Ask These 10 Questions in a Job Interview When Your Top Priority is Finding the Best Culture Fit

This is the final segment of a three-part series on evaluating a potential new employer based on your current objectives. This series was inspired by Caleb Kaiser’s post, which was specific to startups. The questions themselves are valuable, but I’ve broken them down further and provided the answers I’d give if someone were interviewing with Atomic Object. Part one provided guidance for when your goal is maximizing compensation. Part two focused on career advancement. This final post will narrow in on finding the best culture fit.

Get a Sense of the Company’s Values

“What are the company’s core values?”

Atomic Object’s core values are: Give a Shit, Think Long Term, Own It, Share the Pain, Teach and Learn, and Act Transparently. We have written extensively about these values, which you can read about on our website and throughout our blog.

“How are these values reflected in company processes and policy?”

I can confidently say that our company values are not some long-forgotten words posted somewhere in a break room. These are referenced frequently and woven into the daily work life of any Atom. They are the basis for our recognition program. They are used when evaluating potential clients and employees.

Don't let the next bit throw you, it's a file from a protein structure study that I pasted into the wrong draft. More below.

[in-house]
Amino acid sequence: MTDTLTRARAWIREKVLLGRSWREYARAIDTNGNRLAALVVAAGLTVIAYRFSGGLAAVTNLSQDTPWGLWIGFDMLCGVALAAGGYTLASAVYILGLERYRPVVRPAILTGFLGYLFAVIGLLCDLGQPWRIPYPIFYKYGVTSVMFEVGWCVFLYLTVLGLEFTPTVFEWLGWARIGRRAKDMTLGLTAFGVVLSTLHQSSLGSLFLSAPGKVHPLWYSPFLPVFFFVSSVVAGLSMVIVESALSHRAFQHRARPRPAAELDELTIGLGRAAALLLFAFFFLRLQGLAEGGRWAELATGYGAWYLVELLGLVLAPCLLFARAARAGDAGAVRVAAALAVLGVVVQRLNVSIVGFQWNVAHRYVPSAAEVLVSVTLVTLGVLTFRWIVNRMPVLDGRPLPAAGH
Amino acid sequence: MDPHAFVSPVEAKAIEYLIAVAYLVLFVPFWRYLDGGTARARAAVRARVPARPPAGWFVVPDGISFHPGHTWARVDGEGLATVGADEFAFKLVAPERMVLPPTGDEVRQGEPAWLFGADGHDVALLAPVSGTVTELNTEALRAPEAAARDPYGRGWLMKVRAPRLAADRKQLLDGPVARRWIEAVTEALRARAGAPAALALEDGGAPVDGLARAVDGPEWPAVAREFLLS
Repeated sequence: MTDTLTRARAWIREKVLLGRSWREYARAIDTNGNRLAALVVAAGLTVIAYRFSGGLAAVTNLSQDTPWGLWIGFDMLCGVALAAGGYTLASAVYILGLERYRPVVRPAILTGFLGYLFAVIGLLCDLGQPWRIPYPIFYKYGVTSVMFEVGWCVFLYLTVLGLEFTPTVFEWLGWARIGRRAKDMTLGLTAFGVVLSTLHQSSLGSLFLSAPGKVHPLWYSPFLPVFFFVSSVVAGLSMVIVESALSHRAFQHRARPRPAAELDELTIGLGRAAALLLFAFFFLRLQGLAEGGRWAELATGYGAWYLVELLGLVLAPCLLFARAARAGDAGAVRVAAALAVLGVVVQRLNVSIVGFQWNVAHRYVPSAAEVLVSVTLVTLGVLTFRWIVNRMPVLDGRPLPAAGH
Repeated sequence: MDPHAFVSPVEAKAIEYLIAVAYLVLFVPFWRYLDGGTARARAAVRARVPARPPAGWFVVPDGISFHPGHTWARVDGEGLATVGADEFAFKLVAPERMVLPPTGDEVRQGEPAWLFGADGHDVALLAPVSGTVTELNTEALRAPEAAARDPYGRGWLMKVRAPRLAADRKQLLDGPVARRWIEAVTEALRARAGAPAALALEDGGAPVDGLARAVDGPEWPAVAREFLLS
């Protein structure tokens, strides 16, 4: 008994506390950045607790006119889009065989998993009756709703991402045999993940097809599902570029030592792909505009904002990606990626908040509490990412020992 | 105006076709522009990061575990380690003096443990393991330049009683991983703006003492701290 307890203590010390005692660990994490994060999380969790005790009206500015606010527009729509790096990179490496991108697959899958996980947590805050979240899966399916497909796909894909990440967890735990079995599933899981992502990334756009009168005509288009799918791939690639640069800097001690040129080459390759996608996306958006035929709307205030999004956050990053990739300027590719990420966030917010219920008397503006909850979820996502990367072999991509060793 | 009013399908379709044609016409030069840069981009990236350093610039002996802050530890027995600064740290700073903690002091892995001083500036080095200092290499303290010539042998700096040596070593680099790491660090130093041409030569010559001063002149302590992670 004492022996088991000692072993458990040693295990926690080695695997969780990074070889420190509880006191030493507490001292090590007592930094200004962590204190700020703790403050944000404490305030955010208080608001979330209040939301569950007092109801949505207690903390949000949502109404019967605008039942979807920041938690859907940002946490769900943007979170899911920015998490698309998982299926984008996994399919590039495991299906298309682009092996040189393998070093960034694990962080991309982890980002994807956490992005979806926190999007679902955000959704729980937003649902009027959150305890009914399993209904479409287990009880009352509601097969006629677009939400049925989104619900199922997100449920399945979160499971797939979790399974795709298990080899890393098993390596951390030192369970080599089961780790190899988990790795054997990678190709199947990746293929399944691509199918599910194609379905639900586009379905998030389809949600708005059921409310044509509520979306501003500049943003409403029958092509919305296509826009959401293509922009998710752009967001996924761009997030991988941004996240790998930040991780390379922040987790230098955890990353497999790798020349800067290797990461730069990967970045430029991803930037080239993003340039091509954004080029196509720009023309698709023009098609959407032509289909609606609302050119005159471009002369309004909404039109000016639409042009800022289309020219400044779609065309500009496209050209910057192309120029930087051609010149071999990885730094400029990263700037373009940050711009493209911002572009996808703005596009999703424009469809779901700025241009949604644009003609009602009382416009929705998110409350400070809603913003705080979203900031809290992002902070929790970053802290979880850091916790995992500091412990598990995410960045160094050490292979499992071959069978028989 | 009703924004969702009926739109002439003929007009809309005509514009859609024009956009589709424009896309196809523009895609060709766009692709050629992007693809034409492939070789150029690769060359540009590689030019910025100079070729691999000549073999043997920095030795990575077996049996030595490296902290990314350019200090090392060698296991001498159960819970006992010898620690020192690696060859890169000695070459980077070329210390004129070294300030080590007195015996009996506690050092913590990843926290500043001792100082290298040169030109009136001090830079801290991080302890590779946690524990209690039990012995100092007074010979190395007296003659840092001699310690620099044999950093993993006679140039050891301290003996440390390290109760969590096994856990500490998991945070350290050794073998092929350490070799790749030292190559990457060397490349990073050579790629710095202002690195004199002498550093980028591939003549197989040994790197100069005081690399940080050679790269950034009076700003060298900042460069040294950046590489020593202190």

Perhaps most importantly, they are present daily in how we conduct ourselves with each other and our clients. We are there for each other (share the pain) and help each other (teach and learn), we hold ourselves accountable (own it) and act with integrity (act transparently), we consult with our client’s best interests in mind (think long term), and we genuinely care about each other and the work we do (give a shit). And that is just one example of how you might see each value show up at Atomic.

“What kind of people – who are otherwise successful – don’t work out here?”

This is a great question. It rightfully implies that a strong culture will naturally work well for some, but not all. At Atomic, being a team player is critical to success. Those who excel at taking a task or problem and running with it independently will struggle with Atomic’s culture (i.e., teach and learn) and practices (cross-functional teams, pair programming, etc.). This blog post covers other examples of those who might not thrive at Atomic.

Bonus question: ask yourself, “Do I embody this culture?”

Be deeply honest with yourself about how well you believe you’ll fit into the company’s culture. Compromising with yourself just to get a job will create friction and resentment down the road.

Evaluate the Company’s Communication Style

“What is the general level of socializing?”

This question helps you evaluate whether the in-person work environment suits your work style. All of Atomic’s offices feature open-floor plans that help facilitate collaboration, which could be challenging for someone easily distracted. Generally, the workspace is fairly quiet as deep work is done throughout the day. Socializing is organic and often peaks around our morning team standups and afternoon breaks/walks that team members might initiate.